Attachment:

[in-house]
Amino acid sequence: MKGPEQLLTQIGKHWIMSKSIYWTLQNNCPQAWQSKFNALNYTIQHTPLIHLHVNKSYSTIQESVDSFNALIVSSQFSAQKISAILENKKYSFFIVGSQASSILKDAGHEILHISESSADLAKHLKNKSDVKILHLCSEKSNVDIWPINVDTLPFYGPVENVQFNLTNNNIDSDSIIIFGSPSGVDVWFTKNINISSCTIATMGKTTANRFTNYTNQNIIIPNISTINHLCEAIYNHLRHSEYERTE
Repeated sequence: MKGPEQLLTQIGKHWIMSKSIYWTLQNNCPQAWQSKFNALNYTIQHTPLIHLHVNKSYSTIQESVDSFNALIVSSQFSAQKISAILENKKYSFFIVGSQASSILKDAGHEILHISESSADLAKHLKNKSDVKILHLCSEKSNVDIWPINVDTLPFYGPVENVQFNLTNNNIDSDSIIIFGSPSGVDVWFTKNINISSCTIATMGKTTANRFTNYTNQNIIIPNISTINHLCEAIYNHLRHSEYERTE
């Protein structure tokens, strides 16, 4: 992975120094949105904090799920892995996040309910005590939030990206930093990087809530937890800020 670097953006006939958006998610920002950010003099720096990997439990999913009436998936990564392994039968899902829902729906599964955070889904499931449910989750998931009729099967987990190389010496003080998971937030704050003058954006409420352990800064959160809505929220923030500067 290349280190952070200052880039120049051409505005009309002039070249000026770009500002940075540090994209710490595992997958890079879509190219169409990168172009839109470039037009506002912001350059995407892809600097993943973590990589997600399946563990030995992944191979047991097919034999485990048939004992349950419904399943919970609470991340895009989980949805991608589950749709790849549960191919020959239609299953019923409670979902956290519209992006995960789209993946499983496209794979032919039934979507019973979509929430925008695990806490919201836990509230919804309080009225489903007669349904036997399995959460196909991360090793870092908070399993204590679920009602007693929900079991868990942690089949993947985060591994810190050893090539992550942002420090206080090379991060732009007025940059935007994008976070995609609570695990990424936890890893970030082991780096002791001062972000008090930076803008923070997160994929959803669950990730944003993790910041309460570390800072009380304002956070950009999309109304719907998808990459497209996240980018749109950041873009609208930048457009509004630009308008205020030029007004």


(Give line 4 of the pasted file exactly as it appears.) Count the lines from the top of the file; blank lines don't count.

């Protein structure tokens, strides 16, 4: 992975120094949105904090799920892995996040309910005590939030990206930093990087809530937890800020 670097953006006939958006998610920002950010003099720096990997439990999913009436998936990564392994039968899902829902729906599964955070889904499931449910989750998931009729099967987990190389010496003080998971937030704050003058954006409420352990800064959160809505929220923030500067 290349280190952070200052880039120049051409505005009309002039070249000026770009500002940075540090994209710490595992997958890079879509190219169409990168172009839109470039037009506002912001350059995407892809600097993943973590990589997600399946563990030995992944191979047991097919034999485990048939004992349950419904399943919970609470991340895009989980949805991608589950749709790849549960191919020959239609299953019923409670979902956290519209992006995960789209993946499983496209794979032919039934979507019973979509929430925008695990806490919201836990509230919804309080009225489903007669349904036997399995959460196909991360090793870092908070399993204590679920009602007693929900079991868990942690089949993947985060591994810190050893090539992550942002420090206080090379991060732009007025940059935007994008976070995609609570695990990424936890890893970030082991780096002791001062972000008090930076803008923070997160994929959803669950990730944003993790910041309460570390800072009380304002956070950009999309109304719907998808990459497209996240980018749109950041873009609208930048457009509004630009308008205020030029007004």